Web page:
Google to comply with the European Commission's July 2 deadline outlined proposals to address it's four antitrust "concerns."
"Google Executive Chairman Eric Schmidt sent EU antitrust chief Joaquin Almunia a letter responding to the probe, the EU said in a statement. The settlement offer addresses the "four areas the European Commission described" as potential concerns, Google spokesman Al Verney said in a separate e-mail. Details of the proposals weren't disclosed," Bloomberg reports.
Google, based in Mountain View, California, is under growing pressure from global regulators probing whether the company is thwarting competition in the market for Web searches. The U.S. Federal Trade Commission and antitrust agencies in Argentina and South Korea are also scrutinizing the company.
"Three of the four areas are relatively easy to address," Greg Sterling, a senior analyst at Opus Research, said in a statement. "The 'concern' about placement of 'Google content' in search results is more problematic given that it goes to the heart of Google's ability to control its search experience and algorithm."
- "Google's "vertical" results: "In general search results, Google displays links to its own vertical search services differently than it does for links to competitors. We are concerned that this may result in preferential treatment compared to those of competing services, which may be hurt as a consequence."
- Use of third party reviews content: "Google may be copying original material from the websites of its competitors such as user reviews and using that material on its own sites without their prior authorisation. In this way they are appropriating the benefits of the investments of competitors."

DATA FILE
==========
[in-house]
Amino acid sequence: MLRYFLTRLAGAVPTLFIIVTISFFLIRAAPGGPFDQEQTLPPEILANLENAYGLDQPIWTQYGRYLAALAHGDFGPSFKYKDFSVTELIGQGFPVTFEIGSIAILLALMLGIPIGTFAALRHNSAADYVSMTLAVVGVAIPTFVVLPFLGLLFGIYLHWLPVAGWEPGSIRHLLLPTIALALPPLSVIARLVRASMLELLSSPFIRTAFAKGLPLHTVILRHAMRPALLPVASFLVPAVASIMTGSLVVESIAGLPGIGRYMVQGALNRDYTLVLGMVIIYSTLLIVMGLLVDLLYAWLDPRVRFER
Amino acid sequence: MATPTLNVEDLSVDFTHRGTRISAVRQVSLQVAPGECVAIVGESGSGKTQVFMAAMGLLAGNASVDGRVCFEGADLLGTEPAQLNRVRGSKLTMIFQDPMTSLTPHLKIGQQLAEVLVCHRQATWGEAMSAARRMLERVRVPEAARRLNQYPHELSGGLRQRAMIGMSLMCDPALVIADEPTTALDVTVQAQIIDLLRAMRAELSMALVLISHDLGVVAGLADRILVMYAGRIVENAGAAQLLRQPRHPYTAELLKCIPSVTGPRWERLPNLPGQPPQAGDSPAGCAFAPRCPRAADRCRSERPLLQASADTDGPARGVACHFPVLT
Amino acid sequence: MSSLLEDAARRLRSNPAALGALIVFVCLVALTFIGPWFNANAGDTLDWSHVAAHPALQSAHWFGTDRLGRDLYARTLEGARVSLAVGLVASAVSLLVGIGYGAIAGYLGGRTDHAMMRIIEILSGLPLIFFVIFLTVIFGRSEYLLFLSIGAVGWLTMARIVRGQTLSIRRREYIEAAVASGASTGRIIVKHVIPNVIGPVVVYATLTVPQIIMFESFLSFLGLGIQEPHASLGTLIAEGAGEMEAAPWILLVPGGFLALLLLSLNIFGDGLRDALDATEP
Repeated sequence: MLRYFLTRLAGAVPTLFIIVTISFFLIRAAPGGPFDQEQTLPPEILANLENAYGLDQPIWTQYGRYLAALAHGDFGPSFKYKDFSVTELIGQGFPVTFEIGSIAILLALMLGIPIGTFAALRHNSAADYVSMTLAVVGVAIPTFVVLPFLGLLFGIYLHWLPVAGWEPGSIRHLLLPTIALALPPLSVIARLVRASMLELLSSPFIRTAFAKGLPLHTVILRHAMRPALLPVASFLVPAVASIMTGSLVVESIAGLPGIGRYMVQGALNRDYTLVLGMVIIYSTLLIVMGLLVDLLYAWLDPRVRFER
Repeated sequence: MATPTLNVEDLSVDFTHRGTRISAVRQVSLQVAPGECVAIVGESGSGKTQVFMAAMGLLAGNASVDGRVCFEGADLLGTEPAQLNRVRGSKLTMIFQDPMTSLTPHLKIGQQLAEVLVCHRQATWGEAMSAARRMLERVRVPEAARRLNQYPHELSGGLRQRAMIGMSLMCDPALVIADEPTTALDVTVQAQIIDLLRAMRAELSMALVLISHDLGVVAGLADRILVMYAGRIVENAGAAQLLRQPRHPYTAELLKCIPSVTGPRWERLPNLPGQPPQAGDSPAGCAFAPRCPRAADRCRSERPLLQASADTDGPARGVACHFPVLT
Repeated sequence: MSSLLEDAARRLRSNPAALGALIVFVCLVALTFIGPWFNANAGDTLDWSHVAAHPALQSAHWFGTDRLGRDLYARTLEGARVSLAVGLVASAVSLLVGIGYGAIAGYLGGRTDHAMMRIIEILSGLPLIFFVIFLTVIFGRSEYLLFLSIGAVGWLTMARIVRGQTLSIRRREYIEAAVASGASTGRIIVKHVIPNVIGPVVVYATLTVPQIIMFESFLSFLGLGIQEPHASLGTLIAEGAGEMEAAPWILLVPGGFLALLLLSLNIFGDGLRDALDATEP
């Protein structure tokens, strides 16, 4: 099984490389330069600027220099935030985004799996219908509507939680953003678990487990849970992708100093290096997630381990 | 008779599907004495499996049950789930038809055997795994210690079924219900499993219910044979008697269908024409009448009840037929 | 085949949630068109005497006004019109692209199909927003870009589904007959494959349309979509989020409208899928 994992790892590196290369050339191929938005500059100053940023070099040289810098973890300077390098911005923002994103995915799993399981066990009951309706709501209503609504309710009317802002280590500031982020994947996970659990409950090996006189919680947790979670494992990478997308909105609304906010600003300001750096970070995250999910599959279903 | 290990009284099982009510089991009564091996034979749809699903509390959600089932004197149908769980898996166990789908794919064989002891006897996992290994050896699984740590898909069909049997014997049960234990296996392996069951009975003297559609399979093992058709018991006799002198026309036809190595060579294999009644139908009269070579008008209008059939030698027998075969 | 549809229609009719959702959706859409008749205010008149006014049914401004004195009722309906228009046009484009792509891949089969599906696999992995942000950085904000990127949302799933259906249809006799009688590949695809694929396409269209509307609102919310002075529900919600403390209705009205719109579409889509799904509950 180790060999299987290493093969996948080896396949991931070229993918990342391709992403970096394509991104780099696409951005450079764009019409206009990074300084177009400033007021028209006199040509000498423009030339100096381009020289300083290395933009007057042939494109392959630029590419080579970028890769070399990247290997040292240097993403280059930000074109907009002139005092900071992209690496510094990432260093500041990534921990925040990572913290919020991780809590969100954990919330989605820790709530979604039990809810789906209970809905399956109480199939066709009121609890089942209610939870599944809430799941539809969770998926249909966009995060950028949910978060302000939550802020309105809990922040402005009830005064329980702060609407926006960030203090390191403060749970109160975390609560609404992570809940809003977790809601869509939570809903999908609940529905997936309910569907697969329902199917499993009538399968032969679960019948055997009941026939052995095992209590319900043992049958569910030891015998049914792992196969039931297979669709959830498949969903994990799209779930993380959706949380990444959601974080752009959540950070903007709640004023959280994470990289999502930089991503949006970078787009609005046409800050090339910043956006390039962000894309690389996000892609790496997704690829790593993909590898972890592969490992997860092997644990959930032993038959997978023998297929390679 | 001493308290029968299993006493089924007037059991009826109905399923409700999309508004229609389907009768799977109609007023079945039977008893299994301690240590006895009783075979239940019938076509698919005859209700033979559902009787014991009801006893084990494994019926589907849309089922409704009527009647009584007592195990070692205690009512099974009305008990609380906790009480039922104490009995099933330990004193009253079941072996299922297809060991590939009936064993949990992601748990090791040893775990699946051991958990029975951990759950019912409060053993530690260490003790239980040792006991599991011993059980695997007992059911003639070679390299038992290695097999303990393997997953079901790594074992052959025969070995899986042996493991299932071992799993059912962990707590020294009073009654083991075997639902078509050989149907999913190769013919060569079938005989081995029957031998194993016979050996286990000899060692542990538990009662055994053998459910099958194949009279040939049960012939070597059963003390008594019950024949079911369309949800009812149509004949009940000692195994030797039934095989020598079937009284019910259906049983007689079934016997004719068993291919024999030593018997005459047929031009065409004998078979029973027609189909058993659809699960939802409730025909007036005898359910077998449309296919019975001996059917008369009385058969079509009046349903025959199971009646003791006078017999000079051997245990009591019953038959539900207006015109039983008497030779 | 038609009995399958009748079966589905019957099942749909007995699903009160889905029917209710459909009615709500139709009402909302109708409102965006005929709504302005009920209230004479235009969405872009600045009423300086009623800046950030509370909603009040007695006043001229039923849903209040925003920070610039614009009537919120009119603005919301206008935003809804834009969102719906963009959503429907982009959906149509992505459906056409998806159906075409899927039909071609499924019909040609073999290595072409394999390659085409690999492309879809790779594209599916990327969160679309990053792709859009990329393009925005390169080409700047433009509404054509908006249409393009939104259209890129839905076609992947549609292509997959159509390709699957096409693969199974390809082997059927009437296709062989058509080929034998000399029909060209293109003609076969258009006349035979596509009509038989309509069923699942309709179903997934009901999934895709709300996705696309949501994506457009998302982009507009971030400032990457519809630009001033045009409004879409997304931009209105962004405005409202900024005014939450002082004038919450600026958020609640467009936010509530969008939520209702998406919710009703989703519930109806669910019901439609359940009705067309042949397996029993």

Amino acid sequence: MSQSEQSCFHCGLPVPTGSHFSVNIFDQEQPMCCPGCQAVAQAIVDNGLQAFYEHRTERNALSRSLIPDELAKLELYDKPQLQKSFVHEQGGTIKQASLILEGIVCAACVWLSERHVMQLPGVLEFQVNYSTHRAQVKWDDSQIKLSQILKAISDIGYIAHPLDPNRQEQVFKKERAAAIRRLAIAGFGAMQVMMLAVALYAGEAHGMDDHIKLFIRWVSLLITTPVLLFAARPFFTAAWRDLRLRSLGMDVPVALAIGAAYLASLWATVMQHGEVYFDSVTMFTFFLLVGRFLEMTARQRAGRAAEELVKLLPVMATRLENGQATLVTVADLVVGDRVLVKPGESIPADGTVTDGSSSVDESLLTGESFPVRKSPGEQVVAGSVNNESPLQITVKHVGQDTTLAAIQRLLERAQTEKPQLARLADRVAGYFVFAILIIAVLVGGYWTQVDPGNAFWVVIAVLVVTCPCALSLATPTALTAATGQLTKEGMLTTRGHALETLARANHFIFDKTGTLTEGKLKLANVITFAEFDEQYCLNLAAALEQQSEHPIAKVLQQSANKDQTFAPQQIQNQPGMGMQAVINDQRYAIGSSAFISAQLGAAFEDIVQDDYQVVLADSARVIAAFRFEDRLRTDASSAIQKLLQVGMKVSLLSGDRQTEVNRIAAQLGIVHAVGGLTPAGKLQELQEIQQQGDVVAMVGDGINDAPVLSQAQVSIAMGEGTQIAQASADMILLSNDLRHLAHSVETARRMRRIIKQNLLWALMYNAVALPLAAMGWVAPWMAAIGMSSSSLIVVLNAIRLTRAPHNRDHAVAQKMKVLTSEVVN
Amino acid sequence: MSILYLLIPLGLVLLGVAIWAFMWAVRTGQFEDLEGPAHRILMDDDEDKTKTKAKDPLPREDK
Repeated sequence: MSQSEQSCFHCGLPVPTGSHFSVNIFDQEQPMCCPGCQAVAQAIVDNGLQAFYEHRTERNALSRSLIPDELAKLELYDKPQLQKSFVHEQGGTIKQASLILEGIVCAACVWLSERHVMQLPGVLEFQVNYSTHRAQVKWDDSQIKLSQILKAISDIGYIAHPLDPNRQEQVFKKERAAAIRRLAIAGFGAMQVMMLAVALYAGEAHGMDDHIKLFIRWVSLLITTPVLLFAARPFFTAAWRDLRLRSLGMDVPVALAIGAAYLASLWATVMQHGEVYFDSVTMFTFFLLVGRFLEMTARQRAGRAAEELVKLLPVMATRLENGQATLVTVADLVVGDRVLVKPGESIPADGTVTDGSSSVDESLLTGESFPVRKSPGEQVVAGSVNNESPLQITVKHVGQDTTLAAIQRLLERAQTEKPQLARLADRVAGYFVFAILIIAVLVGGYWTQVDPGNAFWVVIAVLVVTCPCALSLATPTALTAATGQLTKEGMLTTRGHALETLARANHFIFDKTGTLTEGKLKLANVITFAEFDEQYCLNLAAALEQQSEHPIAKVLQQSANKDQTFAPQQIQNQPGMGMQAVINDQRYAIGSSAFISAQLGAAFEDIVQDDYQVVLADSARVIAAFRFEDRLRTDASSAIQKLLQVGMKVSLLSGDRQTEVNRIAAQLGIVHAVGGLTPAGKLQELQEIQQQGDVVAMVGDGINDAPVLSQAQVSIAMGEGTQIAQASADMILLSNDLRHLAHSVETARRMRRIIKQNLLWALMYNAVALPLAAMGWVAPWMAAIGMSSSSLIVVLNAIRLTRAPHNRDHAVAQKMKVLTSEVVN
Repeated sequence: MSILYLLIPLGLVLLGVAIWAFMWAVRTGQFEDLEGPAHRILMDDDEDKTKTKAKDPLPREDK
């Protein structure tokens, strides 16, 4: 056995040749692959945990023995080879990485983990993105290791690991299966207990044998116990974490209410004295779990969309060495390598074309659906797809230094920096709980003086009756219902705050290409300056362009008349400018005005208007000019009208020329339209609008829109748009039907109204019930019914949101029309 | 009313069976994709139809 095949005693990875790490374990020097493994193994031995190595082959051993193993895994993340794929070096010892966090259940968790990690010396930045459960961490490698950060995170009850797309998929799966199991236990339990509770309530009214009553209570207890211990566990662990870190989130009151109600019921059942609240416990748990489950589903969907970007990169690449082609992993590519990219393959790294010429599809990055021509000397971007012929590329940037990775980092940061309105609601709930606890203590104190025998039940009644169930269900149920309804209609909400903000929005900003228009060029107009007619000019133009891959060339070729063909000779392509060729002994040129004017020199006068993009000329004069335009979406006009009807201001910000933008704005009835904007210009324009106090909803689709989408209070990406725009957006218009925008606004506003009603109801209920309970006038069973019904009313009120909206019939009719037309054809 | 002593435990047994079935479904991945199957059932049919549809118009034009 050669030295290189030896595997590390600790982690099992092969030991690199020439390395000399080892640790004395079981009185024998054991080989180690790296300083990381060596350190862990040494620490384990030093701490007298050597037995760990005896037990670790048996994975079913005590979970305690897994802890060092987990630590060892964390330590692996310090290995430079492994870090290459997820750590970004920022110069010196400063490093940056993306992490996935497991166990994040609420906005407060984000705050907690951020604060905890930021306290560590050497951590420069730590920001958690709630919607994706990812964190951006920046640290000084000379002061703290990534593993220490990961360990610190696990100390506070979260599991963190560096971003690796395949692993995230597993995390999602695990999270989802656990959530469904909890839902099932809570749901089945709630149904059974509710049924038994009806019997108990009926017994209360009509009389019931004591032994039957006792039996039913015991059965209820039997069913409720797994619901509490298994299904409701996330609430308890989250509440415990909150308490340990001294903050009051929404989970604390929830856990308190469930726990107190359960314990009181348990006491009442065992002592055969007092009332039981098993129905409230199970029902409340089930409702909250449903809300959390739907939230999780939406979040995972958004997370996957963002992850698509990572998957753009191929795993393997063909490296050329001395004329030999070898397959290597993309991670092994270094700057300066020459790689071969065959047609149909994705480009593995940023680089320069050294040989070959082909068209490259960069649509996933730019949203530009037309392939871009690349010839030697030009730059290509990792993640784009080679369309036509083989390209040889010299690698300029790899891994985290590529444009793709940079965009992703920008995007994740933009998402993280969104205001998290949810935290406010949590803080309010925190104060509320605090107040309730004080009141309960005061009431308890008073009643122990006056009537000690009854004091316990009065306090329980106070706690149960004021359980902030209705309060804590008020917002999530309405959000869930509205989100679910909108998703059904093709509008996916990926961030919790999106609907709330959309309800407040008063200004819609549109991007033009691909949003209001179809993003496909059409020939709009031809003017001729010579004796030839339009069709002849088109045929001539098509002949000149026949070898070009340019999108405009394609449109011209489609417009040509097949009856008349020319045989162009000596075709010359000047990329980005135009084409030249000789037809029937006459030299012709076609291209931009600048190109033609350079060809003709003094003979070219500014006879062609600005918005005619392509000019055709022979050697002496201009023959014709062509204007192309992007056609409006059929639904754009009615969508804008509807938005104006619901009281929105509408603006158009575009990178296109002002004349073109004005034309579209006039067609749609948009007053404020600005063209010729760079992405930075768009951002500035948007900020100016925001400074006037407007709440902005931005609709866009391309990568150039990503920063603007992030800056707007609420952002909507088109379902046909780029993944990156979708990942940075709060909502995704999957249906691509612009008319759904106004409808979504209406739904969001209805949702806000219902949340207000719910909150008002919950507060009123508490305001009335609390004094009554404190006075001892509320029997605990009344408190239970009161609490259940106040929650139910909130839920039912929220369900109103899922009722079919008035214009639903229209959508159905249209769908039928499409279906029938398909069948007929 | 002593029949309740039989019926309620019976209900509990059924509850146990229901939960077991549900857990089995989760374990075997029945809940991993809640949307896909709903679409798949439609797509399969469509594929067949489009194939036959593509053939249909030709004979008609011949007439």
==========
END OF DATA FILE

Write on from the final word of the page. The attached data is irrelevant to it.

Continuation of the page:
- AdSense exclusivity: "The agreements [with publishers displaying Google ads] result in de facto exclusivity requiring them to obtain all or most of their requirements of search advertisements from Google, thus shutting out competing providers of search advertising intermediation services."
- Portability of ad campaigns from AdWords: "We are concerned that Google imposes contractual restrictions on software developers which prevent them from offering tools that allow the seamless transfer of search advertising campaigns across AdWords and other platforms for search advertising."," notes Sterling.
In other Google news,
Google is now notifying merchants that it won't allow listing of weapons-related items for sale in Google Shopping.
Searches in Google Shopping for things like "pistol grip shotgun" (above), "gun scopes," "shotgun shells" and many other terms are leading to a results page that says the term "did not match any shopping results."
The letter says that Google will "begin to enforce a set of new policies for Google Shopping in the coming weeks," and links to a Google Shopping policies page that lists "guns, ammunition and knives" as prohibited products.